Over the past couple of months there has been an appreciable bump in the amount of talk around the potential of virtual reality for publishers.
The potential of ‘presence’ and the demonstrable effect of 360 degree videos such as ‘Hong Kong Unrest‘ on those who have experienced it on a virtual reality platform are strong arguments in favour of publishers adopting VR as the first truly immersive method of storytelling.
Once the hyperbole has been set aside, though, there are serious questions about when it will be worth publishers’ time to start producing stories for those platforms on a regular basis.
It’s one thing to do experiments, and quite another to make virtual reality one of your regular means of distribution. Issues of investment are certainly one consideration – though the cost of entry is lower than you might assume – but the real questions are these:
When will there be enough of a userbase for it to be worth publishers’ time producing content for VR users?
And how can they monetise them?
A coalescing user-base
The rate of adoption for new technology is increasing. An article on Pew Research Centre summarising research from the Economist and singularity.com makes it plain that, in the US at least, the number of years before a new technology is adopted by one quarter of the population is ever-decreasing.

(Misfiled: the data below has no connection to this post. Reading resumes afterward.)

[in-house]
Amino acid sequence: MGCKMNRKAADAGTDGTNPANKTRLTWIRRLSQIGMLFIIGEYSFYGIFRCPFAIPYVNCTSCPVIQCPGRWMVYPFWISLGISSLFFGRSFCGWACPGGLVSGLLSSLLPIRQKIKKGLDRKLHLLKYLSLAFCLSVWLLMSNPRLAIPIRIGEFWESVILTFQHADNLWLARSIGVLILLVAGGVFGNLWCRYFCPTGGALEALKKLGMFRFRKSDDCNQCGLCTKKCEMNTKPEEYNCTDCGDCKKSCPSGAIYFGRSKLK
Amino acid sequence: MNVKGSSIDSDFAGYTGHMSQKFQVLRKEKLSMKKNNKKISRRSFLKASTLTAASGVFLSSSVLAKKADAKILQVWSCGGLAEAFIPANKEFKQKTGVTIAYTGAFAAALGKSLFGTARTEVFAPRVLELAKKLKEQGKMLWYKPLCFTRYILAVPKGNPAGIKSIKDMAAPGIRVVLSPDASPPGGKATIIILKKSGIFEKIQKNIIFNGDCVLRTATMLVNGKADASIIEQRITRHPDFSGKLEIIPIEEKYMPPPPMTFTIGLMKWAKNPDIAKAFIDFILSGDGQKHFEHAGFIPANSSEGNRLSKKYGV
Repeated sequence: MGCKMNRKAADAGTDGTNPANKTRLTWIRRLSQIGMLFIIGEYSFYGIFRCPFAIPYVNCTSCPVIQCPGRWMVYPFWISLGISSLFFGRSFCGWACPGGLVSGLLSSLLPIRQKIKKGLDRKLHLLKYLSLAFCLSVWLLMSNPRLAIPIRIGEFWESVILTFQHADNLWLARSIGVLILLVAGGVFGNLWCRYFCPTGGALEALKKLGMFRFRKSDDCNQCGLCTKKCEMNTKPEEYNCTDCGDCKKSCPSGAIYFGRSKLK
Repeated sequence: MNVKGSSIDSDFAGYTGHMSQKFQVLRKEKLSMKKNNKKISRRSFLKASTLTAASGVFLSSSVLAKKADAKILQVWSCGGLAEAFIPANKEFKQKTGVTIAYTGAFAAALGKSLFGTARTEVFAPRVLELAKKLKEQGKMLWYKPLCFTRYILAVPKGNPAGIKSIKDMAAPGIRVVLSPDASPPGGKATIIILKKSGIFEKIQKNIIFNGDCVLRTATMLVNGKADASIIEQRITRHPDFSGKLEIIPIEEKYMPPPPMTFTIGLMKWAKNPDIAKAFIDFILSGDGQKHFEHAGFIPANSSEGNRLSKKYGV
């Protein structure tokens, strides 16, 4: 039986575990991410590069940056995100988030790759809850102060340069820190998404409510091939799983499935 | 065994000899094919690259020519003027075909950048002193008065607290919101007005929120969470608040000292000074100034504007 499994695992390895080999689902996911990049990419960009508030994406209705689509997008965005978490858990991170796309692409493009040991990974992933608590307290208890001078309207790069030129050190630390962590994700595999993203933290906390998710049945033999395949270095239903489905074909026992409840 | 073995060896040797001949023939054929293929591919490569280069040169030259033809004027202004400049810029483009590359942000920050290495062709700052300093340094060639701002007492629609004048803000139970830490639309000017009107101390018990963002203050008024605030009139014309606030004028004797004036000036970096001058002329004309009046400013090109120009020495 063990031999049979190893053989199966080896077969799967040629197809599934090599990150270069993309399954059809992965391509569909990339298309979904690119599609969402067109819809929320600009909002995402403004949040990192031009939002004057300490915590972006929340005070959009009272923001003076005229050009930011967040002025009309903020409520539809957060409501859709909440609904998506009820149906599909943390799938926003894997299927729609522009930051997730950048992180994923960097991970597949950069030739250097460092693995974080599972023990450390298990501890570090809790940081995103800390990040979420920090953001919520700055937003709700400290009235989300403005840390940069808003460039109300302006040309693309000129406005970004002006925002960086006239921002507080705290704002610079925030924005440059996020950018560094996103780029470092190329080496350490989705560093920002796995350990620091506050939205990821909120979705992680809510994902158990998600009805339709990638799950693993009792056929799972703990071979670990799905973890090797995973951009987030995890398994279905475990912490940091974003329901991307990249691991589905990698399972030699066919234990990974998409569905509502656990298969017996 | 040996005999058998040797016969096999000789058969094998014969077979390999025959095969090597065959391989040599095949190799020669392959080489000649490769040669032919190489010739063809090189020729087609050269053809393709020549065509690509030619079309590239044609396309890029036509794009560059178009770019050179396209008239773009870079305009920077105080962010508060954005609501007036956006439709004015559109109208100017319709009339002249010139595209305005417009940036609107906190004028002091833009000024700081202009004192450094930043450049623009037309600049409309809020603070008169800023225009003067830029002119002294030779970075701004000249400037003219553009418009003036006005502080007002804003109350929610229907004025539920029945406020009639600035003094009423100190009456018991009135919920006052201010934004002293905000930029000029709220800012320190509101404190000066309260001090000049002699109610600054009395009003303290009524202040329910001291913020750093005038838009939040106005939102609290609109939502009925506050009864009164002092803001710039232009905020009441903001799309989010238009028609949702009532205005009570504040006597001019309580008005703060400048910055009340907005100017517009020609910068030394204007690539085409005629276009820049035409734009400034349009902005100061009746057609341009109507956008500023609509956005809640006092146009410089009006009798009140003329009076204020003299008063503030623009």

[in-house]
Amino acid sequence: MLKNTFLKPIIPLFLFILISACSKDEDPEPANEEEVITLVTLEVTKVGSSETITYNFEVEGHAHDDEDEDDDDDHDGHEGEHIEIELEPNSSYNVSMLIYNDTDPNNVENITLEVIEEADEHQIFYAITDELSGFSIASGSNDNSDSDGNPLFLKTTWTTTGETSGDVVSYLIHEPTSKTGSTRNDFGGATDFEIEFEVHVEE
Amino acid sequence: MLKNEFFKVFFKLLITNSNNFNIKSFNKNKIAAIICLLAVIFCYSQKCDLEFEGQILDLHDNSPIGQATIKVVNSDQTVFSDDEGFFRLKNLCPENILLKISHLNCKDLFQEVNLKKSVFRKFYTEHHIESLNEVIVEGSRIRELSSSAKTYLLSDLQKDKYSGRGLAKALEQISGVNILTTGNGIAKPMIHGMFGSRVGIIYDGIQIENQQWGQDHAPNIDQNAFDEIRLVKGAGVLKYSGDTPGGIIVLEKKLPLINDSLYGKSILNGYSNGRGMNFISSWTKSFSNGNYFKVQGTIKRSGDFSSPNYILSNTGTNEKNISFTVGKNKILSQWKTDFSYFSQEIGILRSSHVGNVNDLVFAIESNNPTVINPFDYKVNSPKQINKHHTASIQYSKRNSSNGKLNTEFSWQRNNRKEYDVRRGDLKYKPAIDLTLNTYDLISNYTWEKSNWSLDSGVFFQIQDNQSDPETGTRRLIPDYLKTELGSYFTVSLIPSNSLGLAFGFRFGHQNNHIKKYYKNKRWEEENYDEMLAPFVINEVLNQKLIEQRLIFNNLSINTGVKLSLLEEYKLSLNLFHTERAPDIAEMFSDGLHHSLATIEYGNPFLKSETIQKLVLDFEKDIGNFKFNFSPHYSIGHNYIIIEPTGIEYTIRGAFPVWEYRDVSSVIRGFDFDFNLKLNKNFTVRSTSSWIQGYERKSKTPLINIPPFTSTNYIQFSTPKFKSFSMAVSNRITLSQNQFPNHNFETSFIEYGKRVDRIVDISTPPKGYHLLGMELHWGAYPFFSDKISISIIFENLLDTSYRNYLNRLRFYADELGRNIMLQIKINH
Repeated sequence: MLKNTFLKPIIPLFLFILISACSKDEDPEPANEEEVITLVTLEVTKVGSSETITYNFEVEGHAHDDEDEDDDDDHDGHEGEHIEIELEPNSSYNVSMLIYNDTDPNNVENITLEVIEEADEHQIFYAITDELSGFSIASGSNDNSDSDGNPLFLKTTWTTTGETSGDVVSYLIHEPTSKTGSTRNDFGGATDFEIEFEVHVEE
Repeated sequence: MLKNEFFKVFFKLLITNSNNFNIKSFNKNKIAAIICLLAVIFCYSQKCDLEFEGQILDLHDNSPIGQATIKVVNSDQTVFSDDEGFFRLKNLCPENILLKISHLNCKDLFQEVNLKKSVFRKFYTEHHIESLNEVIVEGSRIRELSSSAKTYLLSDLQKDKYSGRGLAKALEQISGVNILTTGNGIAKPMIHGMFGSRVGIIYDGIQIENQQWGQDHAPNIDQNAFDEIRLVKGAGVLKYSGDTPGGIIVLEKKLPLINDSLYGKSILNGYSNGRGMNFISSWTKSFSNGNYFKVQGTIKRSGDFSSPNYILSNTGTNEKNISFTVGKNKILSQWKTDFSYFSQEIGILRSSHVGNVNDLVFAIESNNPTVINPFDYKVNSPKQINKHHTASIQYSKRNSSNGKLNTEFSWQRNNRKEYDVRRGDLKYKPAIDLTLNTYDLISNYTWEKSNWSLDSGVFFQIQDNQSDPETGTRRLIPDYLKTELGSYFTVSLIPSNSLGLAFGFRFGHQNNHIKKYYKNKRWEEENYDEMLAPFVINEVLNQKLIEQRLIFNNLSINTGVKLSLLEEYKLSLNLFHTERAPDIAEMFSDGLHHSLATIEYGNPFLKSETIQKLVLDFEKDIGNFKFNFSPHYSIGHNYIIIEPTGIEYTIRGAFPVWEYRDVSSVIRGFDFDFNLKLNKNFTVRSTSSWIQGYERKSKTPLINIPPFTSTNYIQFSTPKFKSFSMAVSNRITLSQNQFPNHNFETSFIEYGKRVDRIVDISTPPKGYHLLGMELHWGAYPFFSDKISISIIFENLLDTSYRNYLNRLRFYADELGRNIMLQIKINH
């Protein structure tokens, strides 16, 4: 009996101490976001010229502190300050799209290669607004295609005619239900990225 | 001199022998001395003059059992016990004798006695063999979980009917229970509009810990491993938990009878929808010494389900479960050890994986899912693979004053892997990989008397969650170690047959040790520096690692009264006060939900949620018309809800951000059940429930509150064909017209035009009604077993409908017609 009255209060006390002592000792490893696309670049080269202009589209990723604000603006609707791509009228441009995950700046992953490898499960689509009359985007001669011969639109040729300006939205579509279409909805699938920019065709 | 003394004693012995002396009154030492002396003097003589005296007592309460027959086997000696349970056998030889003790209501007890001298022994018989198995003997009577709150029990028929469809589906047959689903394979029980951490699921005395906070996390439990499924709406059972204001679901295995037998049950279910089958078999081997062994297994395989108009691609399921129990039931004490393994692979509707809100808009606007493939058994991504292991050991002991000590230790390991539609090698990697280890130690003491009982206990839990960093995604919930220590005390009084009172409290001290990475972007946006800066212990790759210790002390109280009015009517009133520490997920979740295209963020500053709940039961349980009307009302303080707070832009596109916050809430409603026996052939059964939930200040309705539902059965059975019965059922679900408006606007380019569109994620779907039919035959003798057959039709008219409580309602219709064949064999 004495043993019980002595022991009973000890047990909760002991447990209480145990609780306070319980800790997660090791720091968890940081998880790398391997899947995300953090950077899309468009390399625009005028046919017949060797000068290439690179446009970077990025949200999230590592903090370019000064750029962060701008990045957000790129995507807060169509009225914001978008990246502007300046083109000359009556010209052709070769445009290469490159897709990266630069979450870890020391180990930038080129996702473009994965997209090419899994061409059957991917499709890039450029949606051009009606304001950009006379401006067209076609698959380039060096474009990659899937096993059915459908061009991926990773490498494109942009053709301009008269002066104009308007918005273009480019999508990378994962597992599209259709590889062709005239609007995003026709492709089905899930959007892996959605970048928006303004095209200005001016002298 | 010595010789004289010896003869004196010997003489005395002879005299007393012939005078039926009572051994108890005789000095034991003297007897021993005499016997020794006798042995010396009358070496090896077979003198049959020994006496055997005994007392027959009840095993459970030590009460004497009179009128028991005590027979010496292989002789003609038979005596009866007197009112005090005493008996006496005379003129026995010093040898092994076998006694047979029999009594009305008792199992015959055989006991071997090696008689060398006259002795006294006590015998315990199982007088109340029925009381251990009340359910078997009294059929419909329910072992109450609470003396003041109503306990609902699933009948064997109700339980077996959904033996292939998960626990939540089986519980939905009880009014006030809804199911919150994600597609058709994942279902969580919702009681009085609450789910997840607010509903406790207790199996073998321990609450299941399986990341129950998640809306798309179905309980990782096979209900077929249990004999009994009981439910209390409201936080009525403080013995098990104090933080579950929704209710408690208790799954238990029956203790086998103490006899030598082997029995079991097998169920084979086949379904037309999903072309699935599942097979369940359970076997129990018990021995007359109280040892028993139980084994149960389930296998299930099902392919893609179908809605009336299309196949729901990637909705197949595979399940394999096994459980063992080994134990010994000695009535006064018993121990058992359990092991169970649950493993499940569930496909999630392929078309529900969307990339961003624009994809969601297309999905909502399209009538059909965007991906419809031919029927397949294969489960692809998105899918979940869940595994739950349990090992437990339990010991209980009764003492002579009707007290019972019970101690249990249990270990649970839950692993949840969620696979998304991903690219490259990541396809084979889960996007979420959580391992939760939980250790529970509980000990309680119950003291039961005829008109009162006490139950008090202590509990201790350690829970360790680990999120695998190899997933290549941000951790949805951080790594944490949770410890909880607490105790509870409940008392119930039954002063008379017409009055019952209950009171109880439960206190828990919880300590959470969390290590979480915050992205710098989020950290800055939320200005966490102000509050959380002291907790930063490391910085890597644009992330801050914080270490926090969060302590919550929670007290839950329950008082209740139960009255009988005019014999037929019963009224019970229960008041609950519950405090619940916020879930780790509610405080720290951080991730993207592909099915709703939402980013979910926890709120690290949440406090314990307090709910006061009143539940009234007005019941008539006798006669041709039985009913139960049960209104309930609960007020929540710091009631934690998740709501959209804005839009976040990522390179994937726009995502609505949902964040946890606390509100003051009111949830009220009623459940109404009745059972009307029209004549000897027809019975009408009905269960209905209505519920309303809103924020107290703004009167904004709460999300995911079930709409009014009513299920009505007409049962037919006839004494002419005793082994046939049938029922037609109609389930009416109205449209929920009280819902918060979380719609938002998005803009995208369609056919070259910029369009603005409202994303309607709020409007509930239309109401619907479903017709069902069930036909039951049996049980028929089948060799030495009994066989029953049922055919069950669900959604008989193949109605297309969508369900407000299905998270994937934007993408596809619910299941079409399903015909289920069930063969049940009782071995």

Additionally, this piece on journalism.co.uk summarising a talk by associate professor Robert Hernandez of LA’s USC Annenberg School makes it plain that the amount of time it takes for a technology to hit a user-base of 50 million users is also falling extremely rapidly.
And while there have, obviously, been technologies that failed to reach that lower limit of users required for an industry to support them, the fact that so many of those that have are tools for communication and media delivery suggest that VR is a strong contender to be the next success.
Next year will see the launch of the big players, like Facebook’s Oculus Rift platform, the HTC Vibe and Sony’s Project Morpheus, high-spec VR platforms that are being primarily marketing at the hardcore gaming crowd.
But though inital focus might be on gaming, there are far broader implications for the technology, and Oculus CEO Brendan Iribe is on record saying as much:
“Most don’t spend the majority of their time playing games now, and I can’t see that changing with VR – gaming is not the end game.”
Crucially, though the first “true” VR platforms won’t launch until next year, there are proof-of-concepts available now in the form of Google Cardboard and its many imitators, which can run pseudo-VR experiences like immersive 360-degree videos using a smartphone as the major tech component.
Tim Merel, founder of Digi-Capital, has argued that in the short-term we’ll see strong competition among those players – possibly similar to the console wars between Microsoft, Sony and Nintendo that allowed the Wii to succeed as a more mainstream-friendly platform while the other two tech titans battled it out.